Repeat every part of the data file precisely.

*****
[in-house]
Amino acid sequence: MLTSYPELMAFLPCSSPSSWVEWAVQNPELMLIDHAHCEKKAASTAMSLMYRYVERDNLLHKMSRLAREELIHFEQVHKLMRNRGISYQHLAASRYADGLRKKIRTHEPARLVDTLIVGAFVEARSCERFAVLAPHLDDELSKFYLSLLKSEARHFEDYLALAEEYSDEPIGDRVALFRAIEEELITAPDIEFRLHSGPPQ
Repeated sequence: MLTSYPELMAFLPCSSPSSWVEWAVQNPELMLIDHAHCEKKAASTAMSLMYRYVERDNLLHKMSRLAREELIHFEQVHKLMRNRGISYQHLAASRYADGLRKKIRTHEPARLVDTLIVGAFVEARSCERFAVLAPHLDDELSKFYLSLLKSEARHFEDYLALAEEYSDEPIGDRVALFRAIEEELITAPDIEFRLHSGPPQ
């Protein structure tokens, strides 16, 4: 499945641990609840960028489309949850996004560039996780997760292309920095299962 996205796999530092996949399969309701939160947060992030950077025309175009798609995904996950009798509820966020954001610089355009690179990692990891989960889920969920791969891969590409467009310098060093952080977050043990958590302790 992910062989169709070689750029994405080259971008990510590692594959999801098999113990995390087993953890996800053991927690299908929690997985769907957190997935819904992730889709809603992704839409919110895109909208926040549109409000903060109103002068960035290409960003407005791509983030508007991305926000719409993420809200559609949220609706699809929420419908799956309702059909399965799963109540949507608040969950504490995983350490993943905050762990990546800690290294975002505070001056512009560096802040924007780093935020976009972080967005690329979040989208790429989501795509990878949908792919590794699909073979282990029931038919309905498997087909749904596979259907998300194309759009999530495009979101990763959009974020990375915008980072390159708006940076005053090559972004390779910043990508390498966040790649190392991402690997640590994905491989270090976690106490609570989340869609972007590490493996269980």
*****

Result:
[in-house]
Amino acid sequence: MLTSYPELMAFLPCSSPSSWVEWAVQNPELMLIDHAHCEKKAASTAMSLMYRYVERDNLLHKMSRLAREELIHFEQVHKLMRNRGISYQHLAASRYADGLRKKIRTHEPARLVDTLIVGAFVEARSCERFAVLAPHLDDELSKFYLSLLKSEARHFEDYLALAEEYSDEPIGDRVALFRAIEEELITAPDIEFRLHSGPPQ
Repeated sequence: MLTSYPELMAFLPCSSPSSWVEWAVQNPELMLIDHAHCEKKAASTAMSLMYRYVERDNLLHKMSRLAREELIHFEQVHKLMRNRGISYQHLAASRYADGLRKKIRTHEPARLVDTLIVGAFVEARSCERFAVLAPHLDDELSKFYLSLLKSEARHFEDYLALAEEYSDEPIGDRVALFRAIEEELITAPDIEFRLHSGPPQ
């Protein structure tokens, strides 16, 4: 499945641990609840960028489309949850996004560039996780997760292309920095299962 996205796999530092996949399969309701939160947060992030950077025309175009798609995904996950009798509820966020954001610089355009690179990692990891989960889920969920791969891969590409467009310098060093952080977050043990958590302790 992910062989169709070689750029994405080259971008990510590692594959999801098999113990995390087993953890996800053991927690299908929690997985769907957190997935819904992730889709809603992704839409919110895109909208926040549109409000903060109103002068960035290409960003407005791509983030508007991305926000719409993420809200559609949220609706699809929420419908799956309702059909399965799963109540949507608040969950504490995983350490993943905050762990990546800690290294975002505070001056512009560096802040924007780093935020976009972080967005690329979040989208790429989501795509990878949908792919590794699909073979282990029931038919309905498997087909749904596979259907998300194309759009999530495009979101990763959009974020990375915008980072390159708006940076005053090559972004390779910043990508390498966040790649190392991402690997640590994905491989270090976690106490609570989340869609972007590490493996269980």